Reflecting on her time in office, Senator Suryawanshi discusses original platforms, successes, struggles
Senator Rahi Suryawanshi, a fourth-year international relations major, was elected as the fourth vote-getter during the 2017 ASUCD Winter Elections. Suryawanshi received an endorsement from The California Aggie for her experience with ASUCD as well as for her tangible platform.
As part of her platforms, Suryawanshi aimed to develop allyship workshops in first-year dorms and host free self-defense classes on campus. Suryawanshi also hoped to establish a scholarship for other international students, like herself.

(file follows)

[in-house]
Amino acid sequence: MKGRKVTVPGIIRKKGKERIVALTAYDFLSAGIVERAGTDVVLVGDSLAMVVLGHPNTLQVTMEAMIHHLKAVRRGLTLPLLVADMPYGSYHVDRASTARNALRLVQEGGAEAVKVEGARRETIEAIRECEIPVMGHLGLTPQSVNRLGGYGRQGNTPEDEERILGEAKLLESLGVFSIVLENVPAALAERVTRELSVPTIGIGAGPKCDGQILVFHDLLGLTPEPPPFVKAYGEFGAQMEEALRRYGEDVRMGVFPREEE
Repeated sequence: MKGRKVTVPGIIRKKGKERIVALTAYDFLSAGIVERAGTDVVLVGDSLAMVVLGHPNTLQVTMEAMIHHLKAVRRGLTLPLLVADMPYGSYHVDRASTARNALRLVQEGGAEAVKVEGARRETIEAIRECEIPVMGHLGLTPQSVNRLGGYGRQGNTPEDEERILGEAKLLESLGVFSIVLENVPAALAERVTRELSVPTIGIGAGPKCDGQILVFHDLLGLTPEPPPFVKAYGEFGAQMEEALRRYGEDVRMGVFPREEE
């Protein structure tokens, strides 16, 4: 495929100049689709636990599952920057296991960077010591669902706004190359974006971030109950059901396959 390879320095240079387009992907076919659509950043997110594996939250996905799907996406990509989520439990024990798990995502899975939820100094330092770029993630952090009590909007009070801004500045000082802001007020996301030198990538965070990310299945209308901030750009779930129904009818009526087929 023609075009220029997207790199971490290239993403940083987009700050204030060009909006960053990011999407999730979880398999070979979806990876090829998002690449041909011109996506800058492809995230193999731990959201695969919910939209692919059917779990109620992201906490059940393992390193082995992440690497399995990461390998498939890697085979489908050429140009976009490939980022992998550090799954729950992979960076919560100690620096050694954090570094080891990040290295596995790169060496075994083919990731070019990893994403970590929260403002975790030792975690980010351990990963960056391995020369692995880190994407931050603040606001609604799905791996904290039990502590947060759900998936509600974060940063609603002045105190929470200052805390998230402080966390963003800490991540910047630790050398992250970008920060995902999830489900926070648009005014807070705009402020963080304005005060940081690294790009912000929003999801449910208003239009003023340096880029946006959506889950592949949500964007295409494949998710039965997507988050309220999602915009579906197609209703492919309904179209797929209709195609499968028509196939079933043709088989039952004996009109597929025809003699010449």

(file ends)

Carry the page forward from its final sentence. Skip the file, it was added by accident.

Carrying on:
During her time in office, as Suryawanshi learned more about her reach and tangible capabilities as a senator and her original platform has adapted — something she said she is proud of.
“What I came in with, my ideas, have really evolved,” Suryawanshi said.
Suryawanshi shifted her focus toward tackling larger institutional issues working against students during her time as senator.
“When you’re running for Senate, the easiest thing to do is look at campus and ask, ‘How can I make it better?,’” Suryawanshi said. “But when you work a little longer, you realize if you add microwaves or something like that, how many people will it really impact? And you start thinking, ‘What can I really do that will truly impact even ten people?’”
With regard to her original platforms, Suryawanshi said she encountered many setbacks.